Be quietly optimistic – but don’t drop your skepticism

Blogs, Commentary

A great many in the arts have been celebrating the win by the Labor party in the Federal election. Looking back in history, they feel that the arts have traditionally been better supported by Labor than the conservatives and there is certainly evidense of support for the arts in university education and public galleries.

As a PhD candidate (without a stipend) and artist, however, I am still skeptical about how much I will benefit from this change of government. I say this because artists building small practices have not been supported, in my experience, as much as non-profits and public galleries, and politicians also like to support whatever will raise their profile and make them look good to the public.

With only 1 in 10 applicants likely to receive a stipend at PhD level, for a start I would like to see more money going towards those of us who who attepting to contribute to Australia as a “Creative” and “Culturally relevant” country, as well as more than just rhetoric, such as the saying that was bandied around several years ago about Australia needing to be the “clever country”. This doesn’t happen unless support is provided for higher education (Masters and PhD) and keeping the graduates in the country rather than seeing so many leave for better opportunities overseas.

Included in this situation is the issue that artists and many PhD arts students in Australia also live well below the poverty line. This is a situation that has not changed through changes of government despite promises made. Study and building an arts practice can be difficult enough, but without the finances for books, materials, internet, power, and even food, issues that are weighed up on a weekly basis, things will not change. Additionally, working whilst studying or trying to build up a body of artworks is tiring for even those in their twenties, leading to some giving up, others struggling and pushing themselves too far both mentally and physically, and in the end, it leading to producing less the ideal results because of fatigue.

So, in the end, considering this overall picture for arts students and practitioners in Australia, I will wait with some optimism, but also a retention of a little skepticism, until something other than promises eventuates. Then I will celebrate new opportunities and support opening up for the arts and post-graduate education, but not beforehand.

In Our Imaginations

Artist Critique, Artwork Crtique, Blogs, Exhibition Critiques, Exhibitions

A Collaborative Exhibition at Track Gallery
47 Miller Crescent, Mount Waverley, Victoria

Barbra Vernon and Georgia Brain have collaborated to produce a creative and engaging exhibition at this intimate and highly suitable gallery space. The exhibition was officially opened by State MP for Mount Waverley Matt Fregon in a friendly and welcoming atmosphere. Fregon appeared genuinely supportive of the efforts put in by both artists, and the need for local artists in the arts world, as it is these artists that often introduce the public to visual art in general, reinforcing their place in Australia’ culture. It is also the locality of such exhibitions outside the much touted cultural centres such as Melbourne CBD that make them important for local residents and their families to attend and enjoy.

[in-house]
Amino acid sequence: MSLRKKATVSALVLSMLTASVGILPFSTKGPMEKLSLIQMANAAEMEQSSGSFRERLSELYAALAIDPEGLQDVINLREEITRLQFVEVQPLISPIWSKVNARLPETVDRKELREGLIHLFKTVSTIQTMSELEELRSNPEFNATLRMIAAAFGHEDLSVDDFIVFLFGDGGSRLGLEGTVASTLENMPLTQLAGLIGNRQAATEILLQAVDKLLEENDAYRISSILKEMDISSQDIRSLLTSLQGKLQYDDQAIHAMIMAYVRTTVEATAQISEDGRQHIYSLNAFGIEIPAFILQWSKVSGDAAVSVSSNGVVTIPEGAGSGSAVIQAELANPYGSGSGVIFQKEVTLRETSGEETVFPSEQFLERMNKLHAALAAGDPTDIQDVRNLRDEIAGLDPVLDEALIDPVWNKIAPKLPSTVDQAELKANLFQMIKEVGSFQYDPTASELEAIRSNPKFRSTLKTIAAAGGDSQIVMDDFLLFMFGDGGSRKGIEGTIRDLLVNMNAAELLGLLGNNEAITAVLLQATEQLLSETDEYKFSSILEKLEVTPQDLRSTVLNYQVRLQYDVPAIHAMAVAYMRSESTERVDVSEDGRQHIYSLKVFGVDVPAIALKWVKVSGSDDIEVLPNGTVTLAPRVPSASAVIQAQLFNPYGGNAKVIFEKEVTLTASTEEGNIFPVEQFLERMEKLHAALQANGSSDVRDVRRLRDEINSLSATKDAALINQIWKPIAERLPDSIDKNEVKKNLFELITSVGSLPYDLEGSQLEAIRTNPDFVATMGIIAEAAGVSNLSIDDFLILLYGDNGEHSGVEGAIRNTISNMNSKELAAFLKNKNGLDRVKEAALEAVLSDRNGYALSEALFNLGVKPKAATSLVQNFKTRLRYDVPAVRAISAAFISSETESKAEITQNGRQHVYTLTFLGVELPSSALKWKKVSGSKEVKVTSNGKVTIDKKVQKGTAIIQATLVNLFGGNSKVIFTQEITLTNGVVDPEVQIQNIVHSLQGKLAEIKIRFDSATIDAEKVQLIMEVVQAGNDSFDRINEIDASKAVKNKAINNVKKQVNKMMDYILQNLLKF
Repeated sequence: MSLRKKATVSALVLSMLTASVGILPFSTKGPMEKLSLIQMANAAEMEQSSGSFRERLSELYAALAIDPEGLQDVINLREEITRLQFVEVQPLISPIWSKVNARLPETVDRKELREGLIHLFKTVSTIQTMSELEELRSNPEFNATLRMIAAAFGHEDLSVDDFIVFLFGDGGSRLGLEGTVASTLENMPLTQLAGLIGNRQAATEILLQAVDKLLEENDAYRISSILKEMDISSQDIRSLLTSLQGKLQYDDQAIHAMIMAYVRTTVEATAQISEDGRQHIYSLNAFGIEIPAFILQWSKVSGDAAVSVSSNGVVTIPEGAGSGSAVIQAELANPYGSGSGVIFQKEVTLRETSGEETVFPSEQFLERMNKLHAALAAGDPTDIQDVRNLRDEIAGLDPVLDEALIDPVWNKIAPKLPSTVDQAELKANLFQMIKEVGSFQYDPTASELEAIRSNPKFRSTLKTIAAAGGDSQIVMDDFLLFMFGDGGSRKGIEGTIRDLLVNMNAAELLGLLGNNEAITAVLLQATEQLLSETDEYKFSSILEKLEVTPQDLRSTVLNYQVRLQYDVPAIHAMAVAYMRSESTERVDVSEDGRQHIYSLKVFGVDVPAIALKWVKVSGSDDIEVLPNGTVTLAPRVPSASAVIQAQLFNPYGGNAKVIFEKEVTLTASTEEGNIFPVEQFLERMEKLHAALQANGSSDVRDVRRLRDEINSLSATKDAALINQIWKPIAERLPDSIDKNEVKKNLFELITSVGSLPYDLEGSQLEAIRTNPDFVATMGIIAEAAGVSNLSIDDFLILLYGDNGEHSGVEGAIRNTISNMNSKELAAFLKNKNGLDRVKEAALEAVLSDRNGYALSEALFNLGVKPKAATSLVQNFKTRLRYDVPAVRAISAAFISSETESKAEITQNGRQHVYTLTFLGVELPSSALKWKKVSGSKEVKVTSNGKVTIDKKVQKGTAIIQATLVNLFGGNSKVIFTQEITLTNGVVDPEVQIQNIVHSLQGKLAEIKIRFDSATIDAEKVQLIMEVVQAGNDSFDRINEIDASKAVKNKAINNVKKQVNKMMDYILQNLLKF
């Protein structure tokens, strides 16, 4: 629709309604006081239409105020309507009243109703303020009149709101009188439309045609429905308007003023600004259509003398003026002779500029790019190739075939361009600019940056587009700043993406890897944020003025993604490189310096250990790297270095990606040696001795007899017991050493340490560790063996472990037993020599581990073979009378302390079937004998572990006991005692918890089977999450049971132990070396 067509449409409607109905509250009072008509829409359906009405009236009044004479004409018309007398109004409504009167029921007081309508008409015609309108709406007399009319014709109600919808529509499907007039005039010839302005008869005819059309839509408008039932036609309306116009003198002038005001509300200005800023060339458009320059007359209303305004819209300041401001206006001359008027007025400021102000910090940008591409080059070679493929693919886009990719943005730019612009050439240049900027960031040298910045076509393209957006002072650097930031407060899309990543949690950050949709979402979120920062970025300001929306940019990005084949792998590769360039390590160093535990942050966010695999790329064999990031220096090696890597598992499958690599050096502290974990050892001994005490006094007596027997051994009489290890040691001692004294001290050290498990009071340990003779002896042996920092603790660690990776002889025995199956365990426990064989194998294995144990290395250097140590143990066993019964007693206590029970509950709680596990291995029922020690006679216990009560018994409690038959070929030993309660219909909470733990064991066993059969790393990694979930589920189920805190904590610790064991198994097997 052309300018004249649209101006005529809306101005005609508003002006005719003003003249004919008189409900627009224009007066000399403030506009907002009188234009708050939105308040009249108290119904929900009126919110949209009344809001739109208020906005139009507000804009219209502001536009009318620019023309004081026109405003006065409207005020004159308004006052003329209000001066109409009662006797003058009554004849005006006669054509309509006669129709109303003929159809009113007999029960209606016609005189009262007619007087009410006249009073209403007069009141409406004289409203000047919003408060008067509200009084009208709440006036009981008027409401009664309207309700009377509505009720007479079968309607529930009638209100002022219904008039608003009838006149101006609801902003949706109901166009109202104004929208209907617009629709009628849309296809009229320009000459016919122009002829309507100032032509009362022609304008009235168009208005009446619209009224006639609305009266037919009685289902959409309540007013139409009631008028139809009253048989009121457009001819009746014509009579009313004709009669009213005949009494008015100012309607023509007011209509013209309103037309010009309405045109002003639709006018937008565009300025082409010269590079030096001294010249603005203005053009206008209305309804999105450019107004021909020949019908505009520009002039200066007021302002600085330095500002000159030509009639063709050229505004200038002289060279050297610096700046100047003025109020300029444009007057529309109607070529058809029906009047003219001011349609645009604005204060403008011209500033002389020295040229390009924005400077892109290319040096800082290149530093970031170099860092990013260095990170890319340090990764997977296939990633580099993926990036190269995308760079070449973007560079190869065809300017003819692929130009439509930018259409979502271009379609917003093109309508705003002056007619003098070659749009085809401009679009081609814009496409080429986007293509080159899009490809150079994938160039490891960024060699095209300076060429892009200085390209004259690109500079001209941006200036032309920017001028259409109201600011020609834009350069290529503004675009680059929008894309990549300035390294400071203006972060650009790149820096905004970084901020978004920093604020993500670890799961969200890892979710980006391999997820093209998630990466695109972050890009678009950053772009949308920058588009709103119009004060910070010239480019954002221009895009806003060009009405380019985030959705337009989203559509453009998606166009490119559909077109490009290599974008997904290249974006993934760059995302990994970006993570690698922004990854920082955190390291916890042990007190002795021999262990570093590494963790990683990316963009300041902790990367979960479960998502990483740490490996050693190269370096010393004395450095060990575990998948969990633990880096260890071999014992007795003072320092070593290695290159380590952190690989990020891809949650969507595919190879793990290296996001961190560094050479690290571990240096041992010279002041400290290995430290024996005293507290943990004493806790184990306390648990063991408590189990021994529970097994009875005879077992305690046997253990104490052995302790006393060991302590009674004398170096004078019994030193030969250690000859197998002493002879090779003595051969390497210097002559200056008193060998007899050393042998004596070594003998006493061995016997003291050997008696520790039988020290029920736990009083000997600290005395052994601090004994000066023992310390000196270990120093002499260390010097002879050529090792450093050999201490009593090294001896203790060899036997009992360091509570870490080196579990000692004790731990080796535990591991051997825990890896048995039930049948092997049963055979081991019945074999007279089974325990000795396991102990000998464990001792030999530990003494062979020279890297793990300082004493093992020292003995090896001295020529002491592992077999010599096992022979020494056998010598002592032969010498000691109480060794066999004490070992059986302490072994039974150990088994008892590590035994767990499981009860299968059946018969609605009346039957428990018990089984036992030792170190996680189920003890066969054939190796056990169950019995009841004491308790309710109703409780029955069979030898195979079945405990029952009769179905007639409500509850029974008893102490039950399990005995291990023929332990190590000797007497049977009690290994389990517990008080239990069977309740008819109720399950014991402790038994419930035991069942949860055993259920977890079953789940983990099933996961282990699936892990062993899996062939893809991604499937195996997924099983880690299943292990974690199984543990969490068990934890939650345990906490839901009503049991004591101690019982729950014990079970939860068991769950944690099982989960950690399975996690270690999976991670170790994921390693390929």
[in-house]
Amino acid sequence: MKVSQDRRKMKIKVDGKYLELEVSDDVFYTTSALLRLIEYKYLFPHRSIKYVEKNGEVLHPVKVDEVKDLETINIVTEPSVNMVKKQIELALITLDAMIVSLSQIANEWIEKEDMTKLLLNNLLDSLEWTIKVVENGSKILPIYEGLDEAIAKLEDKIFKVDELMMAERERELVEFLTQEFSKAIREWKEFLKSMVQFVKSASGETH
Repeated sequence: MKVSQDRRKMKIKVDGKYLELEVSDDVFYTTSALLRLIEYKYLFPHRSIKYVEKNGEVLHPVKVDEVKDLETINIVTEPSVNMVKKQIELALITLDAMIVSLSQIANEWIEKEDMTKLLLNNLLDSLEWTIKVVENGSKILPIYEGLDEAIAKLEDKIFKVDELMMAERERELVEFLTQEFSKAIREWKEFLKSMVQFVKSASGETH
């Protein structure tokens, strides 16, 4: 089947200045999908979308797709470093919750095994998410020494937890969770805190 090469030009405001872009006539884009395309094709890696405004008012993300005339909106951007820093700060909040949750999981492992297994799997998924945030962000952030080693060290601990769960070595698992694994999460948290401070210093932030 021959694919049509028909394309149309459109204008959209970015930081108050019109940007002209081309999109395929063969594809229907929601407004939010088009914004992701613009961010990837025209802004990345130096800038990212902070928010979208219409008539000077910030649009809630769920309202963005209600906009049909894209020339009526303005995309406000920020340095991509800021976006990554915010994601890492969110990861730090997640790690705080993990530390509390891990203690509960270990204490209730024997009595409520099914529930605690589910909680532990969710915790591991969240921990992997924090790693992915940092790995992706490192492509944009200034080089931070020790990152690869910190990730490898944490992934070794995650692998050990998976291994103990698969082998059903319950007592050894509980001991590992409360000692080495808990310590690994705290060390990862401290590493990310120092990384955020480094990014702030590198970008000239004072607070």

What I noticed at this exhibition was how much both artists enjoy using found and natural materials in the creation of their artworks, combing sculptural and painting methods to invite viewers to explore colour, form and pattern. The colours are always vivid and complementary, adding to the feeling of “being right” from a visual artist’s perspective, and the imaginative use of materials build stories that any viewer would enjoy, making each artwork a wonderful asset for any home owner wanting a unique and beautiful piece of art to grace a feature wall. Not to be overlooked were also the imaginative craft pieces that included a beautifully made baby book, and a stunning floor lamp that I imagined gracing the bedroom of a little girl who loves pink, and a host of other items. All available to purchase at what I consider are very reasonable prices.

About the artists

Georgia was introduced to her current methods of art-making later in life, but that hasn’t deterred her from delving into a variety of materials and whilst her style is still developing, it was clear to me that she is well on her way, with some very distinctive pieces in this show. As she has said, “art is not afraid”, and this attitude is clearly seen in her choice of materials.

Barbra has been experimenting with mixed media for about five years, with previous experience as a seamstress and craftsperson in the performing arts sector. Her first solo was in 2019 and she has contributed to several group shows around Melbourne. Barbra says “I see colour in everything, I feel colour, and if I listen hard enough I can almost hear what the colour is trying to say,” indicating her total engagement with her materials and mediums.